Wintergreen Adaptive Sports Founder Michael Zuckerman
In 1982 Michael Zuckerman—a Virginia schoolteacher who taught skiing at Wintergreen Resort on the side—had a random lesson that would change his life. With no training in adaptive instruction, Zuckerman was asked if he’d be willing to teach amputee Vince Fiore how to ski. The experience of that single day has led Zuckerman to create the nonprofit Wintergreen Adaptive Sports, which has taught thousands of aspiring athletes with disabilities how to ski, snowboard, and kayak.
I really didn’t know what I was doing. We had no equipment. I found a pair of outriggers in a closet somewhere. Vince, who has since passed away, had lost a leg to cancer, but he epitomized an indomitable human spirit. He refused to stop loving life no matter what happened to him. Once he learned to ski, he could not go slow. He’d start going down the mountain, and you just couldn’t keep up with him. After that lesson, I made teaching people with disabilities my specialty in the ski school. Something just clicked, and for me these became the most rewarding lessons imaginable. I meet mothers with Multiple Sclerosis or kids with disabilities. When you get them to the point of being able to join their families on the slopes, it’s a great feeling.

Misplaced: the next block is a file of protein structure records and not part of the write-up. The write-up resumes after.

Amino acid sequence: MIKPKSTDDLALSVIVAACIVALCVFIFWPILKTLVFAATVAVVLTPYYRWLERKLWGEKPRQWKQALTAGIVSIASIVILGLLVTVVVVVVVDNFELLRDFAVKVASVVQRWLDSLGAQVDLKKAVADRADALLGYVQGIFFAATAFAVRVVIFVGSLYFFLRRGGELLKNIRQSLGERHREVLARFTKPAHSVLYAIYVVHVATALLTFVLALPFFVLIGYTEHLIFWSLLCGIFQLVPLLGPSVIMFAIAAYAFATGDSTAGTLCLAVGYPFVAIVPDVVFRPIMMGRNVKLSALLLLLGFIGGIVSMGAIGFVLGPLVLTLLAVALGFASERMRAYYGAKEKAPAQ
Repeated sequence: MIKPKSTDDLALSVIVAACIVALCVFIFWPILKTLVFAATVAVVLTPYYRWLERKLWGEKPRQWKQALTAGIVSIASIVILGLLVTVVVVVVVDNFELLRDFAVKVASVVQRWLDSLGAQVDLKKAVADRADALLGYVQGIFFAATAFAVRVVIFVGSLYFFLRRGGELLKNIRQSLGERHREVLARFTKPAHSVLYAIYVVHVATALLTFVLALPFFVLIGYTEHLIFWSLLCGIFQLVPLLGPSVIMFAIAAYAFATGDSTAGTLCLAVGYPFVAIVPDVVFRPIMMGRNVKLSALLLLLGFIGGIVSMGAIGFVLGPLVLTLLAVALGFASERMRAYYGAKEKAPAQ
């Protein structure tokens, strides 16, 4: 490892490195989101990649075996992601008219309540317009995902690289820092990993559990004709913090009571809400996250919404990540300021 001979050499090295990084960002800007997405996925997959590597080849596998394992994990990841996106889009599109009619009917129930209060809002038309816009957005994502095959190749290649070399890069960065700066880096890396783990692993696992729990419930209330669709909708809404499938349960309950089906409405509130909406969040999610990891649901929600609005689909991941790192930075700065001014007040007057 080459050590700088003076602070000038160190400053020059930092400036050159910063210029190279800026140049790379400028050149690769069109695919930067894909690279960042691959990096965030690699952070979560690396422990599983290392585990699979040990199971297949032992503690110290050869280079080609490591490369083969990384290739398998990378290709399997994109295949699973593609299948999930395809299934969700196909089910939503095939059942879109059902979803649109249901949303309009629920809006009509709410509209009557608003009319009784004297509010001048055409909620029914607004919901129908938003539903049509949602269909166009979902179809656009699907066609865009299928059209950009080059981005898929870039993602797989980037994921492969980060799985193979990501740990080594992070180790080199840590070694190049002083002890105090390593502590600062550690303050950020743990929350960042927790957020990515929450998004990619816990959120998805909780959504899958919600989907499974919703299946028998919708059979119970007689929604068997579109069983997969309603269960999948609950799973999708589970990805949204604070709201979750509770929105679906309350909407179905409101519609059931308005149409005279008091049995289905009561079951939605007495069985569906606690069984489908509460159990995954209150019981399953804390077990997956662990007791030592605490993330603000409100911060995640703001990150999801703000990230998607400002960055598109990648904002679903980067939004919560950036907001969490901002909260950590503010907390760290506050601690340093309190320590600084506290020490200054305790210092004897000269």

Growing the organization, managing over 100 people, and being accountable for a sizable budget. I don’t have an MBA or management training. That’s the part I didn’t anticipate as a ski instructor.
What sets your program apart from bigger resorts?
Most adaptive programs are managed by older skiers who resist utilizing snowboarders. As a former high school teacher, I have a constant influx of young instructors who all ride snowboards. Wintergreen has been at the forefront of getting snowboarders credibility in the adaptive world. We have more adaptive certified instructors on snowboards than all of the programs in the East combined.
This is another area where we have set the standard—working with people recently returned from Iraq and Afghanistan. Because of our close proximity to Walter Reed Army Medical Hospital, we were the first chapter of Disabled Sports USA to hold a Wounded Warrior event. We are about to do our sixth full weekend, and we recently added sessions for veterans with post-traumatic stress disorder. These lessons have proved to be some of our most challenging. Although some of these veterans are totally able-bodied, they are often the most fragile emotionally. BRO